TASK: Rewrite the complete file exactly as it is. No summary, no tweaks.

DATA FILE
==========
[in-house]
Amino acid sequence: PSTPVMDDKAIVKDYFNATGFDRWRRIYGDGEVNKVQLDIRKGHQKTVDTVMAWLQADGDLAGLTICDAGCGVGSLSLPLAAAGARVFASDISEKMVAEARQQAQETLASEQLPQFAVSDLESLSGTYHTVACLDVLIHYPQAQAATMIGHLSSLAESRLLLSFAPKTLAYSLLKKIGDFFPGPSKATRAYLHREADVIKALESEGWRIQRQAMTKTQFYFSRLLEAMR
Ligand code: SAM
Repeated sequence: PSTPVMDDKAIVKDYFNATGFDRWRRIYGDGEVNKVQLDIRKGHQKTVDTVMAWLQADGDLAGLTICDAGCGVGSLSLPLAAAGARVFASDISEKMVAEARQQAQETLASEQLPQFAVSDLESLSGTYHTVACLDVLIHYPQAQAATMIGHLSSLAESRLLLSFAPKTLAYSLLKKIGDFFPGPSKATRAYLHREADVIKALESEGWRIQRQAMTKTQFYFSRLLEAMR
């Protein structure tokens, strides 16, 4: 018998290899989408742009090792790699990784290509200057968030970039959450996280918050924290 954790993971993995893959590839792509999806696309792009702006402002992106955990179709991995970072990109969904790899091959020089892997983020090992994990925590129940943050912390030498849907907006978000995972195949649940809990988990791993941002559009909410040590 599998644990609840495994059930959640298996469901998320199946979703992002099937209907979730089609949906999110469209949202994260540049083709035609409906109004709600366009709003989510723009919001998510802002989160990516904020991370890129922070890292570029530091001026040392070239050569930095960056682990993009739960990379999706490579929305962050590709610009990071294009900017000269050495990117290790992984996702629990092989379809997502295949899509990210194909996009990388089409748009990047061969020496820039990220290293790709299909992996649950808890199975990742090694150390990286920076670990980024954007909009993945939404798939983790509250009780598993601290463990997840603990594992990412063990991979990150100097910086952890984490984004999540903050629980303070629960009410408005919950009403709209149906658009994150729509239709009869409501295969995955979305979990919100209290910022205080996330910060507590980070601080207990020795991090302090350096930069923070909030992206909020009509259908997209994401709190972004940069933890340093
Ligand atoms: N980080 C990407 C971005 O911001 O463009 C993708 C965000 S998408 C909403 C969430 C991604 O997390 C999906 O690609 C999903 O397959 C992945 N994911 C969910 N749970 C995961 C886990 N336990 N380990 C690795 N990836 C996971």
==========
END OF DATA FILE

[in-house]
Amino acid sequence: PSTPVMDDKAIVKDYFNATGFDRWRRIYGDGEVNKVQLDIRKGHQKTVDTVMAWLQADGDLAGLTICDAGCGVGSLSLPLAAAGARVFASDISEKMVAEARQQAQETLASEQLPQFAVSDLESLSGTYHTVACLDVLIHYPQAQAATMIGHLSSLAESRLLLSFAPKTLAYSLLKKIGDFFPGPSKATRAYLHREADVIKALESEGWRIQRQAMTKTQFYFSRLLEAMR
Ligand code: SAM
Repeated sequence: PSTPVMDDKAIVKDYFNATGFDRWRRIYGDGEVNKVQLDIRKGHQKTVDTVMAWLQADGDLAGLTICDAGCGVGSLSLPLAAAGARVFASDISEKMVAEARQQAQETLASEQLPQFAVSDLESLSGTYHTVACLDVLIHYPQAQAATMIGHLSSLAESRLLLSFAPKTLAYSLLKKIGDFFPGPSKATRAYLHREADVIKALESEGWRIQRQAMTKTQFYFSRLLEAMR
């Protein structure tokens, strides 16, 4: 018998290899989408742009090792790699990784290509200057968030970039959450996280918050924290 954790993971993995893959590839792509999806696309792009702006402002992106955990179709991995970072990109969904790899091959020089892997983020090992994990925590129940943050912390030498849907907006978000995972195949649940809990988990791993941002559009909410040590 599998644990609840495994059930959640298996469901998320199946979703992002099937209907979730089609949906999110469209949202994260540049083709035609409906109004709600366009709003989510723009919001998510802002989160990516904020991370890129922070890292570029530091001026040392070239050569930095960056682990993009739960990379999706490579929305962050590709610009990071294009900017000269050495990117290790992984996702629990092989379809997502295949899509990210194909996009990388089409748009990047061969020496820039990220290293790709299909992996649950808890199975990742090694150390990286920076670990980024954007909009993945939404798939983790509250009780598993601290463990997840603990594992990412063990991979990150100097910086952890984490984004999540903050629980303070629960009410408005919950009403709209149906658009994150729509239709009869409501295969995955979305979990919100209290910022205080996330910060507590980070601080207990020795991090302090350096930069923070909030992206909020009509259908997209994401709190972004940069933890340093
Ligand atoms: N980080 C990407 C971005 O911001 O463009 C993708 C965000 S998408 C909403 C969430 C991604 O997390 C999906 O690609 C999903 O397959 C992945 N994911 C969910 N749970 C995961 C886990 N336990 N380990 C690795 N990836 C996971």